Large format camera, which has a ground glass screen at the image plane for viewing and focusing. (see Baseboard, Field camera, Large format , Focusing screen, Monorail & Technical)
A large camera, so-called for the ground-glass viewing screen located on the same plane as the film. This screen, which receives light directly from the picture-taking lens, reveals precisely what the film will record. The typical view camera has four basic structural parts: a bed, the support on which the other parts rest and move, historically a dual track framework although most modern view cameras are monorail; the front, which has various mechanisms that support and allow adjustments to the lens; the back, which has the same freedom of movement as the front but incorporates a ground-glass viewing screen that moves out as a unit to accept a film holder and hold it in place; and the bellows, made of pleated leather or rubber-coated canvas, which provides a light-tight connection between front and back. Instead of bellows, some early view cameras were simply two boxes that could slide into one another.
the "first principles" kind of camera, being a light tight box than can take a lens at the front and a sheet of film (typically 4"x5" or larger) at the back; flexible beyond most people's photographic nightmares (e.g., the film and the lens plane are not parallel by construction, but adjustable).
A type of camera (usually large format, although a few medium format cameras of this type can still be found) in which the image from the lens is focused on a ground glass screen on the back of the camera. All types of view camera are used with sheet films.
a large camera with a camera back that takes 'sheet film', which has to be loaded into 'dark slides' in a darkroom, and placed in position in the camera back before an exposure can be made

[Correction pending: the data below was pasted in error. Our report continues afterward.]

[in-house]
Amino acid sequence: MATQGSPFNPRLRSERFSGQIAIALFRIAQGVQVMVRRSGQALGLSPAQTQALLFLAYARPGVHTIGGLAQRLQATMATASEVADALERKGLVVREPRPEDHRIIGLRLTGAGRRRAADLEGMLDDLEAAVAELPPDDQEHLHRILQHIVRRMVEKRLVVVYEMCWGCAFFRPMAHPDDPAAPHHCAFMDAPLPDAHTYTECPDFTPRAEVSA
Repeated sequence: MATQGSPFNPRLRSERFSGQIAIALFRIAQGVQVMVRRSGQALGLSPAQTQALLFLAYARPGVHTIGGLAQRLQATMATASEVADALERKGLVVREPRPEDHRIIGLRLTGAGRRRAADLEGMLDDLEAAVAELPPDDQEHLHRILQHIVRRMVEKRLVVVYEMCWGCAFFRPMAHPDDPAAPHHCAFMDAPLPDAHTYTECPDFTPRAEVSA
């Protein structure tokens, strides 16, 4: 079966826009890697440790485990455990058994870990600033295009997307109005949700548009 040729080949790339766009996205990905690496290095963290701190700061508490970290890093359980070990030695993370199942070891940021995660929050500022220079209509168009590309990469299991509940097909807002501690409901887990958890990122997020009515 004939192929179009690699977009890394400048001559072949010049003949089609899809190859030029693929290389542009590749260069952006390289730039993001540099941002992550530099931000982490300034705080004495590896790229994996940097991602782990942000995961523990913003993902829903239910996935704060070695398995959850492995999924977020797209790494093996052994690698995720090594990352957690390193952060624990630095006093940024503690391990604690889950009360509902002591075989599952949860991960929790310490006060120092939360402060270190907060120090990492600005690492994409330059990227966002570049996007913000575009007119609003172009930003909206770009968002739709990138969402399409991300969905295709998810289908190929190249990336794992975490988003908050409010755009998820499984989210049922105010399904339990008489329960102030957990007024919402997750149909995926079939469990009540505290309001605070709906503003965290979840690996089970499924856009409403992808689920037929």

a special kind of camera -- one that has fully articulated movements of tilt, swing, shift, and so on
A large format camera that has a front and rear standard, bellows between them, and rides on a rail. The photographers views the image from the rear of the camera on a ground glass screen. The camera is capable of swings, tilts, and shifts, which makes it ideal for architectural photography. Due to its size and weight, a view camera is generally used in a studio setting.
A style of camera consisting of a bellows connecting a lens support and film holder, mounted on a rail or pair of rails. View cameras offer the lens and film planes a great deal of unrestricted physical movement for controlling depth of field and perspective.
A camera with movements in which the taking lens forms an image directly on a ground-glass viewing screen. A film holder is inserted in front of the ground glass for exposure. Also called large-format camera (typically producing images 4x5 inches or greater).
(n) In 3-D modeling, a metaphorical camera that records what is on the image plane and then, much like a video monitor, shows the image on the computer screen. The image from the camera is contained in a port on the computer screen.
is a large format camera which has a ground glass screen at the image plane for viewing and focusing.
The view camera is a type of camera with a very long history (some modern examples are often mistaken for antiques), but they are still used today by professional and amateur photographers who want full control of their images. The view camera is basically a light-tight assembly composed of a flexible mid-section, or bellows, attached to a device that holds a film sheet, photo plate or digital imager at one end (the rear standard) and a similar one that holds the lens at the other end (the front standard). The front and rear standards are not fixed relative to each other (unlike most cameras).